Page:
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Another specialty of Margarita Island which became very obvious to us during our first day there, was the abundance of freshly made fruit juices. The bartenders and shopkeepers actually throw the fruits into the blender right in front of the customers, and within seconds, you’re being poured a tall class of watermelon, canteloupe, orange or peach drink. This is what the locals mainly drink, and it took a considerable amount of effort to find a can of soda in Juan Griego!

Further down the street has several stores, shops and vendors selling trinkets such as magnets, keyrings and wooden jewelry. I bought a few, but found the prices weren’t as good a bargain as I was hoping for. I guess we had finally arrived in the tourist district! Anything from clothes, electronics and tools can be bought downtown, and bargaining is allowed.

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A few churches and old buildings are scattered throughout the community, and they are kept in great condition. The European influence is apparent in the number of small town squares which have stone statues, trees and several benches for relaxation. I had a glass of coconut crush with milk and sugar while staring out at the harbour from one of the benches. The entire area is really laid back, and before I knew it, the morning was over.

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 Juan Griego really grew on me, and I absolutely enjoyed my stay there. I spoke enough Spanish to engage in a few conversations, and every local I spoke to was not only helpful, but very friendly and welcoming. Venezuela may have a bad reputation in the travel industry, but Juan Griego is another world all on its own!

Venezuela: A Sunset and A Spanish Fort

Overlooking the picturesque harbour along the coastline of Juan Greigo, is a small Spanish fort nestled on a hill. Fortin de la Galera, or Galley’s Fort as it’s known in English, is a historic site which was built in 1811 and stood the test of the Matasiete battle. It attracts thousands of visitors each year, both locals and tourists alike.

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Since I was staying at an inn nearby, I decided to take the walk up the hill to the fort, as opposed to hiring a taxi. The sun was warm but the soft coastal breeze tempered the heat as I slowly made my way up the ever increasing incline. The surrounding area was well taken care of, and many flowers proudly showed off their blossoms, tempting me to take several photographs with the Juan Greigo Harbour in the background. The road was paved and smooth, and the lack of vehicular traffic made my ascent a notably safe journey.

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As I neared the fort, I had to turn off the main road to climb up some stone stairs, alerting me that I had now arrived on the fort grounds. I then started to see other people strolling around nearby and others climbing the stairs ahead of me. The higher I climbed, the greater the view seemed to become. After a short hike, I arrived at the base of the fort. Looking up from below, the great stone walls seemed imposing, and its Venezuelan flag waved proudly from the top. Several other hikers were apparently tired from the walk as they sat on the walls of the fort, stretched their legs and admired the view from above.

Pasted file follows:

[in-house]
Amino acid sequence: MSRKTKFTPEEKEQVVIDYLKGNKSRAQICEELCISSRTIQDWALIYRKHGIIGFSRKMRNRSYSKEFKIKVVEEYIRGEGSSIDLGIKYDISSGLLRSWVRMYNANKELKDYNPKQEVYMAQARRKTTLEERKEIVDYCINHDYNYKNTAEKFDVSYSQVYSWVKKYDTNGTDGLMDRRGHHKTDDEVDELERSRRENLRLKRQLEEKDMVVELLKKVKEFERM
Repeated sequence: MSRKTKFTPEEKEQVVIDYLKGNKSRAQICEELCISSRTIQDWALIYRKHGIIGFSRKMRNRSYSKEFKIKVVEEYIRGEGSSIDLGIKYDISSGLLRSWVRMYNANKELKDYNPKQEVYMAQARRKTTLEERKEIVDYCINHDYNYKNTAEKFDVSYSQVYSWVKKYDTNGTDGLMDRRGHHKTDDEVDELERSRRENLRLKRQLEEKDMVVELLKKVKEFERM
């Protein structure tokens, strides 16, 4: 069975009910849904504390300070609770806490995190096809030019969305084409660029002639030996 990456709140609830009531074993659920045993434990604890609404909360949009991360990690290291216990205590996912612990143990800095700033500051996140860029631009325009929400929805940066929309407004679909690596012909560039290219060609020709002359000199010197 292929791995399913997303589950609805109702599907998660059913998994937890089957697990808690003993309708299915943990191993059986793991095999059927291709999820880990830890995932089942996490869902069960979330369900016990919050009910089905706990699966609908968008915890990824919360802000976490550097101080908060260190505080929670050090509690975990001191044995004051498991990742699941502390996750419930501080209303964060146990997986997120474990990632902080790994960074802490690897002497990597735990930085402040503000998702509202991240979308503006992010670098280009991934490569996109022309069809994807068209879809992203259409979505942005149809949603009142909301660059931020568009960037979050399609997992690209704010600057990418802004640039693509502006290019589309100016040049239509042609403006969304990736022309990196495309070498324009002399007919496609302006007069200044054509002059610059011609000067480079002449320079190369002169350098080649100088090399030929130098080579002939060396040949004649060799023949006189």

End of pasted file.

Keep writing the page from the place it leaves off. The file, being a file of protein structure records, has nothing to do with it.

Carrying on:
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After I hauled myself to the summit, I understood firsthand as to why so many people were simply staring at the sky from the fort. The sun was just setting, and the resultant panorama was stunning as the sun dipped below the horizon. The golden sky seemed to clash with the blue sea , the green hills and brown cliff sides of the coast.

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From my perch, I could see all the small fishing boats in the harbour, and the fishermen hard at work as they prepared their vessels for their early morning trip the following day. I sat near to one of the many cannons which lined the walls of the fort and absorbed the beauty of the landscape below, happy to be treated to such an experience. As we all know, sunsets don’t last long, so I continued to explore the fort before the remaining light faded.

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The grounds of the fort were very appealing. A designer had created a small mini golf area in the middle of the property, with artistically broken clay jars and faux streams and lakes. Small shrubs and palm trees added a touch of greenery and water from a nearby pipe simulated a flowing stream.

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On the other side of the fort, the view didn’t have the pretty sunset, but the manmade lake that spanned a large area behind the fort was almost as captivating. The water was framed by small spits of land with dark green foliage and beyond the lake was a rolling mountain range. There was no question as to the natural charm of Margarita Island!

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Fortin de la Galera was a captivating and immaculately kept historical site, and I hope that it stays that way for future generations.